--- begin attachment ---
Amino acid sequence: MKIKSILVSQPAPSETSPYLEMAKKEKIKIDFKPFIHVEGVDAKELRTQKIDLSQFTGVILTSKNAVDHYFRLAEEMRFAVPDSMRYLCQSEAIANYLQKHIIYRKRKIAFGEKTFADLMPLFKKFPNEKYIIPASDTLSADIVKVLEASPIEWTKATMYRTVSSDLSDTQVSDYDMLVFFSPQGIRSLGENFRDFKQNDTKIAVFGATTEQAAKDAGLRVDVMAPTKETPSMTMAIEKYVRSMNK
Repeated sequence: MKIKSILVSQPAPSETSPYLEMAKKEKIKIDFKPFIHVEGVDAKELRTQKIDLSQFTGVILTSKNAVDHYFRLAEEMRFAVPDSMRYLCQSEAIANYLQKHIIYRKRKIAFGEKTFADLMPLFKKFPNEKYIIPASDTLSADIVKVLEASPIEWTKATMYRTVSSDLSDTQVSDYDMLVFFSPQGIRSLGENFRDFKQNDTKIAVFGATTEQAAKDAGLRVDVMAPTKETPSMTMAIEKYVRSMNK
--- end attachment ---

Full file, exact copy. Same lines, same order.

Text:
Amino acid sequence: MKIKSILVSQPAPSETSPYLEMAKKEKIKIDFKPFIHVEGVDAKELRTQKIDLSQFTGVILTSKNAVDHYFRLAEEMRFAVPDSMRYLCQSEAIANYLQKHIIYRKRKIAFGEKTFADLMPLFKKFPNEKYIIPASDTLSADIVKVLEASPIEWTKATMYRTVSSDLSDTQVSDYDMLVFFSPQGIRSLGENFRDFKQNDTKIAVFGATTEQAAKDAGLRVDVMAPTKETPSMTMAIEKYVRSMNK
Repeated sequence: MKIKSILVSQPAPSETSPYLEMAKKEKIKIDFKPFIHVEGVDAKELRTQKIDLSQFTGVILTSKNAVDHYFRLAEEMRFAVPDSMRYLCQSEAIANYLQKHIIYRKRKIAFGEKTFADLMPLFKKFPNEKYIIPASDTLSADIVKVLEASPIEWTKATMYRTVSSDLSDTQVSDYDMLVFFSPQGIRSLGENFRDFKQNDTKIAVFGATTEQAAKDAGLRVDVMAPTKETPSMTMAIEKYVRSMNK